There is nothing very savage or very graceful about Savage Grace, a lurid, faux-sophisticated telling of a true story about lurid, faux-sophisticated millionaires. It is very pretty, and it feigns elegance well, but it is tawdry and shallow.
If you do not remember the 1972 incident involving the Baekeland family -- the obscenely wealthy Europe-trotting socialites whose money came from the invention of Bakelite plastic -- I will not spoil too much of it for you. We begin in 1946, when Brooks Baekeland (Stephen Dillane) and his wife Barbara (Julianne Moore) have just had a baby, an event which has failed to help their frosty, tempestuous relationship. Barbara turns heads when they go out, the very picture of a refined woman; however, her filthy mouth and libertine ways (she and Brooks both cheat on each other regularly) belie any outward appearances of class.
Next it's 1959 in Paris. The Baekelands' son, Tony (Barney Clark), is a precocious 12-year-old whose best friend is his mother. This would probably be the case even if Dad weren't cold and frequently absent, but it doesn't help. Tony and Barbara's relationship is unsettlingly close, not entirely inappropriate yet but certainly on a road bound for it. One night Brooks throws a tantrum and leaves, Barbara follows him to a hotel, and Tony is left alone -- so he invites a friend his age over to spend the night. Tony's parents return in the morning to find this strange kid asleep in Tony's bed while Tony luxuriates in the bathtub.
The Baekelands are a truly effed-up family, and it only increases with time. Eventually Tony is grown up (played by Eddie Redmayne) and gay, though he dallies with a young woman named Blanca (Elena Anaya), whom his father eventually runs off with. Barbara spends time with Sam (Hugh Dancy), a gay gigolo whose sexuality -- like seemingly everyone else's in the film -- is not exactly fixed in one place on the spectrum.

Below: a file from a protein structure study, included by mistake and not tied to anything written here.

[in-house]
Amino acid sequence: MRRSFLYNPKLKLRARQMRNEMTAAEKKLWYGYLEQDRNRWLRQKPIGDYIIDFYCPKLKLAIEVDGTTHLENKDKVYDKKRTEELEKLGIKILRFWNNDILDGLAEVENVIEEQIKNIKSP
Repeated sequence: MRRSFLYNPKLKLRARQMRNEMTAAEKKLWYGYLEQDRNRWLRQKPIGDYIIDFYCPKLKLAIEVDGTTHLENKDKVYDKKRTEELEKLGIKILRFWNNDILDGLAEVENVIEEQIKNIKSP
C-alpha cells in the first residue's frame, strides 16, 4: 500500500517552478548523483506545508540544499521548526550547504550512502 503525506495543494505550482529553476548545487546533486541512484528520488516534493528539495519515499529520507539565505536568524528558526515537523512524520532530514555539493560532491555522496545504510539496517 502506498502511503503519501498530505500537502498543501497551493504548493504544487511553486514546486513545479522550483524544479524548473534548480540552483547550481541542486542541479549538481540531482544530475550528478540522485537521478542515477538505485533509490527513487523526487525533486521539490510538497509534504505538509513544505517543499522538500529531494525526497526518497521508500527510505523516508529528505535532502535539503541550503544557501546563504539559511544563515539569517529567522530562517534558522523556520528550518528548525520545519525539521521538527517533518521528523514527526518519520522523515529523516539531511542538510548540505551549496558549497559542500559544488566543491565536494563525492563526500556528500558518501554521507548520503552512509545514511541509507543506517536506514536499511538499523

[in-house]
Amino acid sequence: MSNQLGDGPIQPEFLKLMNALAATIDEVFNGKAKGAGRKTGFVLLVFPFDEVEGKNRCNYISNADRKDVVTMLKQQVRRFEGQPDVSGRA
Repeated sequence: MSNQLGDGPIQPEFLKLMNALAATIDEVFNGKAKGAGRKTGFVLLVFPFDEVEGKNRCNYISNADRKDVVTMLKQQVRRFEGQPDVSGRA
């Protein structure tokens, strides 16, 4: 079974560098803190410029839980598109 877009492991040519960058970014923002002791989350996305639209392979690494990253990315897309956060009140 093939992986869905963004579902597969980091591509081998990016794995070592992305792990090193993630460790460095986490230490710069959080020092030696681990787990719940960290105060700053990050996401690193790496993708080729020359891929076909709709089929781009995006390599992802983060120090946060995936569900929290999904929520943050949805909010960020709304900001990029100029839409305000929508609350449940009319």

For a while the film is passable as a glossy story of rich people's tedious, melodramatic problems. The direction by Tom Kalin (Swoon), working from Howard A. Rodman's adaptation of Natalie Robins and Steven M.L. Aronson's book, is fluid and occasionally compelling.
The trouble, ultimately, is in the facts of the story. Some very appalling things happen later on, breaking some serious taboos, and Kalin does not shy away from them. He can't be blamed for including them, of course, since they comprise the most interesting part of the Baekeland family history; the question is why make a movie about such debased, ludicrous people at all?
If the film delved deeply into Barbara and Tony's psyches and sought to explain what made them behave the way they did, then there would be some redeeming value in exploring these unpleasant matters. But Savage Grace doesn't delve. It barely wades. Julianne Moore's typically enchanting performance is not enough to save it, nor can Eddie Redmayne's work as the listless, spoiled rich kid do much to improve things. I can only imagine that if these two actors run into one another years from now at an awards banquet or charity dinner, they will laugh and laugh at the outrageous things they had to do in Savage Grace -- that, or they'll pretend not to see one another and never speak of it again.
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Eric D. Snider (website) loves his mom, too, but come on.